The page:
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» RAILforum » Passenger Trains » Amtrak » Amtrak Return to the Gulf Coast?

   
Author Topic: Amtrak Return to the Gulf Coast?
yukon11
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Possibly in 24 months. Alabama could prove to be a stumbling block:

https://is.gd/RBu16Y


Richard

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palmland
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I do wonder if CSX has agreed to this. I would have expected them to require more improvements than the $66 million mentioned, especially with the planned two round trips.

While CONO equipment could be used for one set, I guess the state will find the other set. Let’s hope it’s something other than Amfleet. I understand the observation used on L&N’s Gulf Wind, Royal Street, is up for sale!l

I suspect Alabama will come around if only $3 million is required from them. Not discussed is how the ongoing operating costs is funded.

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George Harris
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Are they talking the whole Gulf Wind route or just New Orleans to Mobile? From this statement in the article referenced in Yukon's post:
quote:
"The service, as proposed, includes two daily round trips with departures in the mornings and late afternoons from both Mobile and New Orleans."
I would be inclined to suspect New Orlenas to Mobile only.

Not incidentially, when CSX got everything back in place after the hurricane they sent Amtrak a letter saying effectively, we are ready for you to come back and Amtrak sat on their hands.

At one time there was a study done concerning relocating the line along the Mississippi part of the coast some distance inland. It died fairly quickly. It would have been expensive and did not look like a good idea to me. Should they ever decided to move it due to the multiplicity of street crossings, they best move would be a relocation of about 30 feet, straight up.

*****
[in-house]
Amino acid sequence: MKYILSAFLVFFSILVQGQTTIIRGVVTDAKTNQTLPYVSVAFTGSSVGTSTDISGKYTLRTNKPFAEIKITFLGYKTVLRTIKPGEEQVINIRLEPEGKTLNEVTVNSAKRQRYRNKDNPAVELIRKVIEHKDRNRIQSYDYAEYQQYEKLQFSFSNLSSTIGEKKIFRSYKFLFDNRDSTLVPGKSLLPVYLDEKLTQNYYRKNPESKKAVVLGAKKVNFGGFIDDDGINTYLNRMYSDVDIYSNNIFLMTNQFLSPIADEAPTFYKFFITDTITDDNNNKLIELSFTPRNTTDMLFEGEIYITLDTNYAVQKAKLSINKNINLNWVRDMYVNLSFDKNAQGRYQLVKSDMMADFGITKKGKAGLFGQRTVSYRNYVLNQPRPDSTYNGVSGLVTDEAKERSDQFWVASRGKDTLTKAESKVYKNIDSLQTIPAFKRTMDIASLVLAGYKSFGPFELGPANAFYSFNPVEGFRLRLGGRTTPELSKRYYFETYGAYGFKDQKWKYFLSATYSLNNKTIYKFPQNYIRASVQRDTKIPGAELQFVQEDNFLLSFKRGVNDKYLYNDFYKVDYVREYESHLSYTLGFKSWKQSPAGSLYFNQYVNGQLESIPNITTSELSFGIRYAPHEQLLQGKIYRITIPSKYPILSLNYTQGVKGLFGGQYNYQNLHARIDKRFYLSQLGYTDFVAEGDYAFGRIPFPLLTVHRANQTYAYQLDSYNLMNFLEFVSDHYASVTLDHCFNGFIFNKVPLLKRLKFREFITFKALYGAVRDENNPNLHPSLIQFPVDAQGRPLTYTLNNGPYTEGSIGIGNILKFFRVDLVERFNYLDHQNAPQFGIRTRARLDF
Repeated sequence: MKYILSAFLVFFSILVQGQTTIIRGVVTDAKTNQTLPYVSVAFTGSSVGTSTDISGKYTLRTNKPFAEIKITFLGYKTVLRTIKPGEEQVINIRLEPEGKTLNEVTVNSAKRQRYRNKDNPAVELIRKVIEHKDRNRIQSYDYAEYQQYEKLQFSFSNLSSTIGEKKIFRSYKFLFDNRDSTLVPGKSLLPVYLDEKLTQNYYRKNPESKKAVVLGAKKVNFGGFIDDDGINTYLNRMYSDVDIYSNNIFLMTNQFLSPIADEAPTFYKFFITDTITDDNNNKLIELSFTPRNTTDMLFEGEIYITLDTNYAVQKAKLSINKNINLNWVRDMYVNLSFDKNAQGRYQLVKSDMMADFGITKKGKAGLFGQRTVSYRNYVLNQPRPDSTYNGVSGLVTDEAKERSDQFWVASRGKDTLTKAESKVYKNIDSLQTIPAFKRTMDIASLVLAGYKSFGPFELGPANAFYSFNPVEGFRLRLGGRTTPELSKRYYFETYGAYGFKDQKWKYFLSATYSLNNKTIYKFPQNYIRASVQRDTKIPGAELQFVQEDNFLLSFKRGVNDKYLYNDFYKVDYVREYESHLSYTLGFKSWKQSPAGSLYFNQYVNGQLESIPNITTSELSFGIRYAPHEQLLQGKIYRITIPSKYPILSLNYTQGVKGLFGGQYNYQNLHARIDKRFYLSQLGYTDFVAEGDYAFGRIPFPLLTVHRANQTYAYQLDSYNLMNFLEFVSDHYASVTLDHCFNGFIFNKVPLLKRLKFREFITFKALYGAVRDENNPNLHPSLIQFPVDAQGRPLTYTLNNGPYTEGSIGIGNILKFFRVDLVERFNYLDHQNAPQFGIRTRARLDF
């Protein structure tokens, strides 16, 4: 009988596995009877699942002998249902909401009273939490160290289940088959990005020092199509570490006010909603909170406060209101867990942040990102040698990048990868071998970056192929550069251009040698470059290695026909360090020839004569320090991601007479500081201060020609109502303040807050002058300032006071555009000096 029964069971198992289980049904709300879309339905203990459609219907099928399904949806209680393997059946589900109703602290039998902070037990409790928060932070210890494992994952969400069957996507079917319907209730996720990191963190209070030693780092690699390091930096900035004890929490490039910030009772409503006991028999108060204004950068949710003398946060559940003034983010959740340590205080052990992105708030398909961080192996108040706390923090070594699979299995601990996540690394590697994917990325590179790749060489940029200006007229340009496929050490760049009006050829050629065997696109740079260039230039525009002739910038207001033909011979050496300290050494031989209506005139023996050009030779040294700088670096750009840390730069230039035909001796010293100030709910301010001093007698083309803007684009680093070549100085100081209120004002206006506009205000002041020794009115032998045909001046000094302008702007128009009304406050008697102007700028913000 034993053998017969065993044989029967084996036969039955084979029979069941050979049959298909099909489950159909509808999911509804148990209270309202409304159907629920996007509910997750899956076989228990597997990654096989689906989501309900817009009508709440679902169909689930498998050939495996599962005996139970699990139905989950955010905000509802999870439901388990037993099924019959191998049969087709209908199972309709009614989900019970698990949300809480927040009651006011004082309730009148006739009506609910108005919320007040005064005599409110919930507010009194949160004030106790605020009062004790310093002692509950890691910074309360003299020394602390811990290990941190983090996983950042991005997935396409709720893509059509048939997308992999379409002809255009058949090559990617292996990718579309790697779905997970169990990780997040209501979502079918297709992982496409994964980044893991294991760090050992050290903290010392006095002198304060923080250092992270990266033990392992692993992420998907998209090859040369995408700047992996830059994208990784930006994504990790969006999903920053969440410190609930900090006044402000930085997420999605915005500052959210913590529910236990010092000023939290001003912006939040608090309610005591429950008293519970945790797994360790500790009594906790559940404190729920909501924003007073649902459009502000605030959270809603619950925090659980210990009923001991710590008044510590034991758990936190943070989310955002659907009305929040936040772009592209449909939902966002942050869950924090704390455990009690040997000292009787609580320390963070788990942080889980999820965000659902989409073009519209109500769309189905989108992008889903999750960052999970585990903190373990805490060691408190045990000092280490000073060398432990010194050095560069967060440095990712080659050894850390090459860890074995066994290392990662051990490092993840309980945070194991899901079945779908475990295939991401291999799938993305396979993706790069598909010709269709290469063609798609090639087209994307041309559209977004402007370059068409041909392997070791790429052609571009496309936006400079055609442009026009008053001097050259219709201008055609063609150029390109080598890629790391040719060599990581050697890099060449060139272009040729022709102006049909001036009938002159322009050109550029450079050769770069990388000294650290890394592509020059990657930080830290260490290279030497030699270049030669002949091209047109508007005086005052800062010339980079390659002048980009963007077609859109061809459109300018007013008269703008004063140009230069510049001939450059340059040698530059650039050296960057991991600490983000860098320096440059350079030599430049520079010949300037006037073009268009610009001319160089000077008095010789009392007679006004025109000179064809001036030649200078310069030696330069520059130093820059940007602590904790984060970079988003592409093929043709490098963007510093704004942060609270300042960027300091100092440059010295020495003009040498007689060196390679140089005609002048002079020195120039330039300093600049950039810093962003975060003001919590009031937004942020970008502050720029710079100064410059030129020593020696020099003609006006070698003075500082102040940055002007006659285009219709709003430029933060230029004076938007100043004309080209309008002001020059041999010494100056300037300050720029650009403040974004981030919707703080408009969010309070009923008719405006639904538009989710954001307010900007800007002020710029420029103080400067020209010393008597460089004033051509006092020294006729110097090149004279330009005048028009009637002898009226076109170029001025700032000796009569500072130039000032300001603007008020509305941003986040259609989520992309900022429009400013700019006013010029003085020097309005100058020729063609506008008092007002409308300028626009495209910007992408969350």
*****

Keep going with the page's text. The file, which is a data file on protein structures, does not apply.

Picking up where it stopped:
Edit: From an article in Progressive Railroading, https://www.progressiverailroading.com/passenger_rail/news/FRA-to-award-grant-for-Gulf-Coast-passenger-rail-service--57775?email=&utm_medium=email&utm_source=prdailynews&utm_campai gn=prdailynews6/10/2019
it sounds like they mean New Oreans to Mobile only. Also sounds like all are on board. Of course, will be seen how "on board" when they are asked to pull out their checkbooks.

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Gilbert B Norman
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Mobile-NO would be the kind of "two a day Corridor of sorts" that meet all of Amtrak "specs" for such. There is a road saying "come on back", as Mr. Palmland notes, half the equipment needed is already there (the set for 59 to 58 with its now 23 hour turn), and even the additional equipment needed will soon be there with the release of A-I's and Horizons as the new Siemens cars are delivered.

Lest we forget, that for the '84 Expo train, only one state ponied up. Now two are count me in and a third "on the fence". Further, the "Redneck Riviera" has been built up since '84 including the sound of slots.